When my alarm went off at 630am I was already awake thanks to an alarm call which had occurred in the building opposite outside my window around 6am. After a hot shower and taking advantage of the double brace of clean towels (two large double bath towels, two hand towels and a proper terry cotton bath mat to put down) I emerged at the lift waiting for it to arrive to go to breakfast. Unlike the rest of the floors, if you want to get to the dining room it is located on the first floor, but the lift has the silly principle of calling the 1st floor, "E" which has its pre-marked button in the lift; this however probably gives you some indication of why the lift is so messed up when it comes to the floor levels because there is an additional floor marked "1" but it won't take you to floor "E"!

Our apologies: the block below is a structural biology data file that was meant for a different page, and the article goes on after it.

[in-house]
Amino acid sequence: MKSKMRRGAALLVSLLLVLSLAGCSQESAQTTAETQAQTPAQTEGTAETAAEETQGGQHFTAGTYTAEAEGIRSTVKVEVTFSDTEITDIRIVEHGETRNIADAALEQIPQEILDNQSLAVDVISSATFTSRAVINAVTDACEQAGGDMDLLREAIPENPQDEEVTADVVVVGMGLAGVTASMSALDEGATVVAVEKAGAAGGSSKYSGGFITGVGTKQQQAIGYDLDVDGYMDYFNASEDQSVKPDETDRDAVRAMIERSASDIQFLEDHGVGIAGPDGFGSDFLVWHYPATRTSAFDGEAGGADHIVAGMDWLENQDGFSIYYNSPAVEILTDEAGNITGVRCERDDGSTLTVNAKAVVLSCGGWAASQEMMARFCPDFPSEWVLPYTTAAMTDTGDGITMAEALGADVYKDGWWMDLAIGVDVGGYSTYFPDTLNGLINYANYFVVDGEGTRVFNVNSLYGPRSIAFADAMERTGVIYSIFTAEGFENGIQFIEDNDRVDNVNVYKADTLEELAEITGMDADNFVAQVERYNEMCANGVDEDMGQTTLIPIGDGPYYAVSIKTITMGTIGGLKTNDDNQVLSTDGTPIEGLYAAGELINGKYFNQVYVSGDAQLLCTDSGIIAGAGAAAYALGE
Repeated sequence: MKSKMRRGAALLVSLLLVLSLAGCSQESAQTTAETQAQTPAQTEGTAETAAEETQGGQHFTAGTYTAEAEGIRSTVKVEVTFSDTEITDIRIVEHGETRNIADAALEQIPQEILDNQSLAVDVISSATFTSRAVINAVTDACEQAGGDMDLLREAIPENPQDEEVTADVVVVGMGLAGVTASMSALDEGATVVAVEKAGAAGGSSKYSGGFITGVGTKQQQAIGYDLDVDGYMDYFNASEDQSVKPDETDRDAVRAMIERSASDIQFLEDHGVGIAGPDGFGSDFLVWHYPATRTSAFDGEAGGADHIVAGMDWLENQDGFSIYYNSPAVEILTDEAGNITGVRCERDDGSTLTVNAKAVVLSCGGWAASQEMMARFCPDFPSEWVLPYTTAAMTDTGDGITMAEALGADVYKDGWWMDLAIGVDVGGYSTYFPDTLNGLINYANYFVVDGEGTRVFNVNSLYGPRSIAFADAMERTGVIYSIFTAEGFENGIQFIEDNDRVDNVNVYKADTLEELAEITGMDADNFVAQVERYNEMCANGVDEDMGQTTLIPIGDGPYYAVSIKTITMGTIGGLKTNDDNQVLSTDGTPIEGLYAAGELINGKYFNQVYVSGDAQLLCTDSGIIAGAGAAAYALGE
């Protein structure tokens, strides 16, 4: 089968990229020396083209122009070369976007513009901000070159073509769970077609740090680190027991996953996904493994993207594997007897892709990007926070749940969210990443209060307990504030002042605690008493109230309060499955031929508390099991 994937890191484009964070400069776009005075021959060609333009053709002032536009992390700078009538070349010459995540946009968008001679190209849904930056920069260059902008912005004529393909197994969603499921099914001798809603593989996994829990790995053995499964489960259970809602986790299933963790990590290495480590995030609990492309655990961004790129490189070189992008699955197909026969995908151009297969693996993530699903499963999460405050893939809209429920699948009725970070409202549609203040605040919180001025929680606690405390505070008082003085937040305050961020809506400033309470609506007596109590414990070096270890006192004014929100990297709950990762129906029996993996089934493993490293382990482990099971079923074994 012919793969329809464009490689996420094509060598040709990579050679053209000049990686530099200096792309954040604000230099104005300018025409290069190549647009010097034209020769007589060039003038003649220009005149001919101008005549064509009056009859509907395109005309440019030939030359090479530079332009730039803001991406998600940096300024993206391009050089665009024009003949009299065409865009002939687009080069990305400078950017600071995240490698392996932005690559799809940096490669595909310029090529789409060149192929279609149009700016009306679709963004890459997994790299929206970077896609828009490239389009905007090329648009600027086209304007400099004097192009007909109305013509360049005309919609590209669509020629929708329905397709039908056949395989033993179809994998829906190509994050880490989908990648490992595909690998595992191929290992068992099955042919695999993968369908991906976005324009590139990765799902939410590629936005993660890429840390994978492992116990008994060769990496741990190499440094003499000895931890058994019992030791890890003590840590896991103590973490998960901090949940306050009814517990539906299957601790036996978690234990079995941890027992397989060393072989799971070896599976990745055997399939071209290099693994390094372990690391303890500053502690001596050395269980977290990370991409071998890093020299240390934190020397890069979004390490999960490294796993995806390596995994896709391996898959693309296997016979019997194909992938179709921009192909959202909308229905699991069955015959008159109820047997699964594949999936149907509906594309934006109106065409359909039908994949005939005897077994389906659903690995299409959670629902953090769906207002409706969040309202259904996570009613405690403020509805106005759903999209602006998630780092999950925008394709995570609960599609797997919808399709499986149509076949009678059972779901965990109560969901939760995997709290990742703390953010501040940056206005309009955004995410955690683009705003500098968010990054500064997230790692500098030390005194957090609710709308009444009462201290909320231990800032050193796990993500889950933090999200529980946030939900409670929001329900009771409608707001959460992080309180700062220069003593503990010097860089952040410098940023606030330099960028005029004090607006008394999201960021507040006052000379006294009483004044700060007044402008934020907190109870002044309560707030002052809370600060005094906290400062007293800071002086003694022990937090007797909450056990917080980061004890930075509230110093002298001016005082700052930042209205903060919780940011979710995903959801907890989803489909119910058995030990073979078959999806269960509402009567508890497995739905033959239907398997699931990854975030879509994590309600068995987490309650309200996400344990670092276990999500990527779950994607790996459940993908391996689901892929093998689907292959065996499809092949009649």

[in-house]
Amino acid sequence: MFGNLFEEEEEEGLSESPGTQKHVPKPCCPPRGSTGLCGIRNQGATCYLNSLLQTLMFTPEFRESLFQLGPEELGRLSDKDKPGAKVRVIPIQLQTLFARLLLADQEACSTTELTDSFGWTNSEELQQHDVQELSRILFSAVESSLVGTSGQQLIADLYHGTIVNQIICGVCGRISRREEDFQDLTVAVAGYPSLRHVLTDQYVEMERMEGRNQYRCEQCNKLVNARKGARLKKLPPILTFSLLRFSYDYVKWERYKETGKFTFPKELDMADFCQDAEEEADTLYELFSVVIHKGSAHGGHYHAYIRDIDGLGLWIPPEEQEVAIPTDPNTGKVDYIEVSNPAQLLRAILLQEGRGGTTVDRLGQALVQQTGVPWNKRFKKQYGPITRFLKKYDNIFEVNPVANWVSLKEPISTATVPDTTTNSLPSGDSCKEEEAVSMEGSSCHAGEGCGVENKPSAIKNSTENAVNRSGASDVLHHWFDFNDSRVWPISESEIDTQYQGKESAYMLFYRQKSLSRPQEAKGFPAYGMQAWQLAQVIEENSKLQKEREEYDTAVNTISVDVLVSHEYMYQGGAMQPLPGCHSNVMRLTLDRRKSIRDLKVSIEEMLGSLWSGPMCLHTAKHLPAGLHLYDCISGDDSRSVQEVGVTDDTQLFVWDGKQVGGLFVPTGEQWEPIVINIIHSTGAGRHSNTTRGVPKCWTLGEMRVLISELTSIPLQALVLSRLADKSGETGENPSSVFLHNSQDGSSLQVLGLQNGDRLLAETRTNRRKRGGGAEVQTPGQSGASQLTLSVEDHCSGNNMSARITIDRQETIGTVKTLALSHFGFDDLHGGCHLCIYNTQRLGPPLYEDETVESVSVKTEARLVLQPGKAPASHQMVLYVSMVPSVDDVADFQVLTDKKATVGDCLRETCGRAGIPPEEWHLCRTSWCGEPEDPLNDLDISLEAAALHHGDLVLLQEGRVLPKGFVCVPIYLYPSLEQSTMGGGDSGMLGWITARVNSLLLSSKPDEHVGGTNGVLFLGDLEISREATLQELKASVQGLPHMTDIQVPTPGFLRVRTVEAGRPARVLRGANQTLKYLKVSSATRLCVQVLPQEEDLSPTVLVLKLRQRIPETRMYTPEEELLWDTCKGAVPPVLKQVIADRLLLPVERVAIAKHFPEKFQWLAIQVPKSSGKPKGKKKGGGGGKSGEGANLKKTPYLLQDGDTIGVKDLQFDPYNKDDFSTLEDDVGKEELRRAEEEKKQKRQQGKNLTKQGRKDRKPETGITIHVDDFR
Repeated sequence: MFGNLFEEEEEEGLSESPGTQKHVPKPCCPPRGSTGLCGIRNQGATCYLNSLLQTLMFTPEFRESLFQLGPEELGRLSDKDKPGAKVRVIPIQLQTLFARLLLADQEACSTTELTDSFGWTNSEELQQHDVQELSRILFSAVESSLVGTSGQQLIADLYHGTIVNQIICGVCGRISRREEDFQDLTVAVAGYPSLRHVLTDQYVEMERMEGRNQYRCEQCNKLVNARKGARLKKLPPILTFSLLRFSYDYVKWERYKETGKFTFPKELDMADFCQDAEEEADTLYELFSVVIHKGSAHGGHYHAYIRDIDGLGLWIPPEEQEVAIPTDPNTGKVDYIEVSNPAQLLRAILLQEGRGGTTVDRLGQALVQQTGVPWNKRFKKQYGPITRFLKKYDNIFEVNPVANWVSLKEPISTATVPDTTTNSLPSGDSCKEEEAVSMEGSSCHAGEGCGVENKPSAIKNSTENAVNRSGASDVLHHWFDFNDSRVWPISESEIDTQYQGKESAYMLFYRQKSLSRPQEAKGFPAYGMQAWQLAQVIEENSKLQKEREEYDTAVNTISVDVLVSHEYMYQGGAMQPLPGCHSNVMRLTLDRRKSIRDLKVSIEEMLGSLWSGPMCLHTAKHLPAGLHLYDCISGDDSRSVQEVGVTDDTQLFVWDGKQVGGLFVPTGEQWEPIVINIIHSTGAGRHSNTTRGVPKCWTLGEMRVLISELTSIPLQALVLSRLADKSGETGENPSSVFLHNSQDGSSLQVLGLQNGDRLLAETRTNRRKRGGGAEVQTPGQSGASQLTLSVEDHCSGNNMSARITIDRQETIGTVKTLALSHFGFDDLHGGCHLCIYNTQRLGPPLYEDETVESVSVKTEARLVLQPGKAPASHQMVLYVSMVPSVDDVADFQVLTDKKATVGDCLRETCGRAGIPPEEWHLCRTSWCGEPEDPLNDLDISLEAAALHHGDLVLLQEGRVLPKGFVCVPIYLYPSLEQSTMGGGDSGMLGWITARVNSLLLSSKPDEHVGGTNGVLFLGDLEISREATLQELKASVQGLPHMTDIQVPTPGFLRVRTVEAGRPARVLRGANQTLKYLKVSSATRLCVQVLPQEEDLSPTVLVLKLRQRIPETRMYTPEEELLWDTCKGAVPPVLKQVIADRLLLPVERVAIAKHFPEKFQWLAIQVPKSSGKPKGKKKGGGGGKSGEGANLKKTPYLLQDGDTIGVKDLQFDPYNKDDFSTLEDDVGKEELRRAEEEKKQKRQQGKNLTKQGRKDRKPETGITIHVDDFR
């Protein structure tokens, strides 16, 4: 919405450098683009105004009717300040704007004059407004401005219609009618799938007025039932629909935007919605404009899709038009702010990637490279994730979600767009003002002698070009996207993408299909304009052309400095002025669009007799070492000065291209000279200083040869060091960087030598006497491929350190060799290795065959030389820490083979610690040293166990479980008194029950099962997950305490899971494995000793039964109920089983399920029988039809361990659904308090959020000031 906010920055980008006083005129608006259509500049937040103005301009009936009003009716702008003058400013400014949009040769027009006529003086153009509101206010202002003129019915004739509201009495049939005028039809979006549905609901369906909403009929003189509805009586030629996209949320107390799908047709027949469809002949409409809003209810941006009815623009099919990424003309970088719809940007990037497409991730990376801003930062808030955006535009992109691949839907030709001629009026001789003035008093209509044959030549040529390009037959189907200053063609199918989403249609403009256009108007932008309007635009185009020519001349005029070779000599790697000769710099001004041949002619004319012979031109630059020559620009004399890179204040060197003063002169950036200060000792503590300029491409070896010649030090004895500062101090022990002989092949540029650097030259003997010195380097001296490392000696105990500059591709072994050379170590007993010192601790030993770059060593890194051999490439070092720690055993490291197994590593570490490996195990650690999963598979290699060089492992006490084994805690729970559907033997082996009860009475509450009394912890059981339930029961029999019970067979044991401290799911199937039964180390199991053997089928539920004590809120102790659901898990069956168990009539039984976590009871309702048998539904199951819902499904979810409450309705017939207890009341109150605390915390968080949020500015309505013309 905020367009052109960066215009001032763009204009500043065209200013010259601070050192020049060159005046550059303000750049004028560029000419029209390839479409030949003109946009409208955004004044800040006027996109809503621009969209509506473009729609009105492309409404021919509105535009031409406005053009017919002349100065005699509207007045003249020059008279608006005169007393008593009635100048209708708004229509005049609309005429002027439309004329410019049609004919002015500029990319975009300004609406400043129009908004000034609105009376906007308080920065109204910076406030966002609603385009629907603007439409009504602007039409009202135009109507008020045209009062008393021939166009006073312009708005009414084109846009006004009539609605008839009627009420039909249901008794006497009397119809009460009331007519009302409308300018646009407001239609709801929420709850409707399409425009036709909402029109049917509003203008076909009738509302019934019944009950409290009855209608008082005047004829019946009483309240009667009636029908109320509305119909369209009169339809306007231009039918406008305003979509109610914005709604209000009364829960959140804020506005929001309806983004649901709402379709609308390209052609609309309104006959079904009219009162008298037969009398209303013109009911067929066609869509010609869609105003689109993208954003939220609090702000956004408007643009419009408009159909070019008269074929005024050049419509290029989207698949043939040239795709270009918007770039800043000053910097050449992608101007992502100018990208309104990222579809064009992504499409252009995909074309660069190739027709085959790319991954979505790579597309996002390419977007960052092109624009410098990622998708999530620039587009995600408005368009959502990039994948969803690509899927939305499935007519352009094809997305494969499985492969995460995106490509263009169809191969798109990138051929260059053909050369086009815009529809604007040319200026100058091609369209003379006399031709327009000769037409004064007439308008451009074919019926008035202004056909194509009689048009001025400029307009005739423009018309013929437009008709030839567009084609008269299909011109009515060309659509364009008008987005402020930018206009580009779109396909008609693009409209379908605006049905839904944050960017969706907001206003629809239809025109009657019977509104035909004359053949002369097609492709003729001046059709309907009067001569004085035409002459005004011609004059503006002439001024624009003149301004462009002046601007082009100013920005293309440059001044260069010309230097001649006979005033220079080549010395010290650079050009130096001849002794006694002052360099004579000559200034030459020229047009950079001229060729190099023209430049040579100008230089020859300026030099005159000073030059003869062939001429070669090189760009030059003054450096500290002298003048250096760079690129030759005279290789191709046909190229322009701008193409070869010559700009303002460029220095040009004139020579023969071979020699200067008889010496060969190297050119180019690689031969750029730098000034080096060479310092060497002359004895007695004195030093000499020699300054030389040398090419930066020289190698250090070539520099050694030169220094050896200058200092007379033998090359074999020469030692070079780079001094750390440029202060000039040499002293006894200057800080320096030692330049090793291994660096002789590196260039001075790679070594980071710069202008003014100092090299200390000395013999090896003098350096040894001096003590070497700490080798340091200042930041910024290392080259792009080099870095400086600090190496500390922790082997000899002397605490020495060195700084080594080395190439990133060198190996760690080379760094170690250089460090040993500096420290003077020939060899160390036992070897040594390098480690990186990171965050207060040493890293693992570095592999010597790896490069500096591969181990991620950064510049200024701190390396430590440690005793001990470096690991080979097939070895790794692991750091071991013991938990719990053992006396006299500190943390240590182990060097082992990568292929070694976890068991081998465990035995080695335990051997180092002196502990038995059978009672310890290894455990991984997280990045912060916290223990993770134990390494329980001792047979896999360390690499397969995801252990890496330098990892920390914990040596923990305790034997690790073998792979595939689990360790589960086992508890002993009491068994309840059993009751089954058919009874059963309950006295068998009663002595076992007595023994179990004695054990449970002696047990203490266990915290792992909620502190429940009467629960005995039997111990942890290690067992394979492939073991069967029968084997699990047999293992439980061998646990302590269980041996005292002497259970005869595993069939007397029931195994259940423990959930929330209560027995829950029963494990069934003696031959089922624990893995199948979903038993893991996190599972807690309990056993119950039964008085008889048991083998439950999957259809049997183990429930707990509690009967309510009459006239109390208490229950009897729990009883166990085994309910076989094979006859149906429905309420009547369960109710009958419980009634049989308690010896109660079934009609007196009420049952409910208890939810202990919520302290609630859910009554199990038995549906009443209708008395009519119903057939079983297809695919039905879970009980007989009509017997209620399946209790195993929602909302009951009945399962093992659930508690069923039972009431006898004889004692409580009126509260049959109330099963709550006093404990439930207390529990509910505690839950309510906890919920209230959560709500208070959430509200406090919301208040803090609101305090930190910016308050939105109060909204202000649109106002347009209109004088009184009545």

Breakfast in the morning was a strange experience; no wonder it is free. The quality of food offered wasn't particularly aspiring; you have to make your own toast by standing around waiting for the mini oven to toast the bread; of the cooked foods available, bacon was moist and watery for the most part, scrambled eggs were over buttered and too watery and the fried eggs had the hardest yellow yolks I've ever had the misfortune of cutting into. Being Scottish and based in Glasgow, I assumed that the Chefs at Central Hotel had tasty black pudding on offer and would be cooked to a high standard but assumptions are the mother of all fuc* ups! The black pudding was over cooked, far too dry crumbling away in the plastic lifter utensil provided and offered no taste sensation other than just another simple offering to add to your greasy cooked plate. Fried bread and potato scones were also available but I was put off by the sheen of oil on their coating and the greyness of the potato scones generally. Whilst the whole self service idea was initially good thanks to the open planned design of the dinning room many guests just helped themselves after they were shown a table; no signs to tell you its self-service of course and the Foreign speaking waitresses are no clearer when asked. The only aspect you'd have a waiter or waitress near you is to collect your dishes or deliver a coffee or tea of your choice. Other foods included fresh melon chunks, pineapple chunks, something that resembled cheese chunks but it could well have been another fruit such as banana (but then again I've never seen Banana cubes) and Muller Light yogurt pots. In terms of cereal choices, it was the 8 pack mini-box Variety of Kellogg's on offer, or hot and what looked like, creamy porridge which had to be taken out of paper napkin tied cast iron cooking pots that had the most difficult to grip tops. Infact apart from the sausages, baked beans and hot savoury sauce type foods for breakfast came in all of these heavy Le Creuset type pots, all of which had burning tops and a poor paper napkin tied to them so that residents could help themselves; some elderly residents struggled and muggins had to help out! Naturally I ate up my breakfast eagerly, heartily and quickly but throughout all the hot food there wasn't really much of a taste from each food picked. Although most residents are probably waking up to the food as they tuck in, I generally got an air of disappointment in the room from many people and had already been informed by several residents entering the breakfast room with their cameras that they were collecting "evidence." Certainly from just one night and going on a trek to check out other hallways, there have been some real eye openers both with my room and in terms of the general structure of the hotel.